This weekend, former CIA director Michael Hayden said that if Donald Trump becomes the next commander-in-chief, the military may have to reject some of his orders. That's because Trump has threatened to bring back the use of waterboarding and other forms of torture in interrogations and to kill the families of terrorists, both actions which have been condemned by international law—and the military has the right to refuse orders that break the law.
That's the latest development in an election season where GOP candidates—in an effort to look and sound tough—have escalated their foreign policy threats to dangerous levels, says Charles Sennott, veteran reporter and head of The GroundTruth Project.
"One wants to out-talk the other for toughness and that means killing civilians, and that means including—as Trump says—their families," Sennot said.
"All five of these Republican candidates agree on torture...against the more reasoned approaches that have come out of the military and intelligence communities in this country," he continued.
Sennott said that recklessness has spilled over into the debate over immigration policy, where GOP candidates have staked out very exclusive positions on the issue—and that could send a scary message to neighbors and allies in Europe.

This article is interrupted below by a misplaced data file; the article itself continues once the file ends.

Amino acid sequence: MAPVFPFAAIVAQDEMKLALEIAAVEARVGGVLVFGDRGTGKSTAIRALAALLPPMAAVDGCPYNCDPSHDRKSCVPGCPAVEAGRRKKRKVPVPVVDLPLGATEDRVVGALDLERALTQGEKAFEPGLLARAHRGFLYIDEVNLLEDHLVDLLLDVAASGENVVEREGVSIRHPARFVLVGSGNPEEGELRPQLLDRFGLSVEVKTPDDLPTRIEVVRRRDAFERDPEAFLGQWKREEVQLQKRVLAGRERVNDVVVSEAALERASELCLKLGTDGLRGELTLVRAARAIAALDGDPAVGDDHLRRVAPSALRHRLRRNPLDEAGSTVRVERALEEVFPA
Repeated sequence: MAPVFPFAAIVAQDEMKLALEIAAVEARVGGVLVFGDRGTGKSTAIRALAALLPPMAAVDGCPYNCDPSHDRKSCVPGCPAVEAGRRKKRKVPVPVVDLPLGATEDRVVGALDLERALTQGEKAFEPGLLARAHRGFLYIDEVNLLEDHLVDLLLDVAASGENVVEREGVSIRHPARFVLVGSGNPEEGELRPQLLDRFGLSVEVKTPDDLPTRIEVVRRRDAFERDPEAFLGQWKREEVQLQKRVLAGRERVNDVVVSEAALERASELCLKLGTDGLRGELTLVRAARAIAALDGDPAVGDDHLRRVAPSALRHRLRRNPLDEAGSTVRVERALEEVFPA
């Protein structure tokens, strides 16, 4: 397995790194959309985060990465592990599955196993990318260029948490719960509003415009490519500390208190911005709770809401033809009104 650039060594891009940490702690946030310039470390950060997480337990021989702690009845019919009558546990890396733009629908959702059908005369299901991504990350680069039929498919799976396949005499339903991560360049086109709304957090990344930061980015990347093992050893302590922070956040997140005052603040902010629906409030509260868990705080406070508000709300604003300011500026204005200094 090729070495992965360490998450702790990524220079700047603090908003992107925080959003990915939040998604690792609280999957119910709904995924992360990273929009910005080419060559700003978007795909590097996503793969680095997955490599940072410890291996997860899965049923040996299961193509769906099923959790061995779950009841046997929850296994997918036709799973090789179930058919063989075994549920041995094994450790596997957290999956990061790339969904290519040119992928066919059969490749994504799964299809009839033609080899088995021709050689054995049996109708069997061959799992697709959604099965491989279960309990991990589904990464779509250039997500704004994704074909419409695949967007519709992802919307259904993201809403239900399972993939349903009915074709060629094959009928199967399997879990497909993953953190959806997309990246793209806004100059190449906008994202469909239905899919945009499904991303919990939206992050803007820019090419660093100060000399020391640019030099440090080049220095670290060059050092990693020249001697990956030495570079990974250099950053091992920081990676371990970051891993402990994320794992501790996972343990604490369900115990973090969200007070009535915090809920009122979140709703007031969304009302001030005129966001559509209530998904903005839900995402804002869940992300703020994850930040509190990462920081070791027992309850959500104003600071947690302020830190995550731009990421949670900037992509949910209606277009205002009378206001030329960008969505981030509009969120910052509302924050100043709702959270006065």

"People particularly in Europe watch with great horror, as they're seeing the rise of the right in Europe, they're worried that there is somehow also this rise of an anti-immigrant right in America," he said.
Sennott flagged Trump's language about Mexican and Muslim immigrants, in particular, as being worrisome.
"The things Donald Trump is saying about this resonate so deeply with people not just concerned with immigration policy—it spills over into racism," he said.
Charles Sennott is the head of The GroundTruth Project. To hear more from Sennott, tune in to Boston Public Radio above.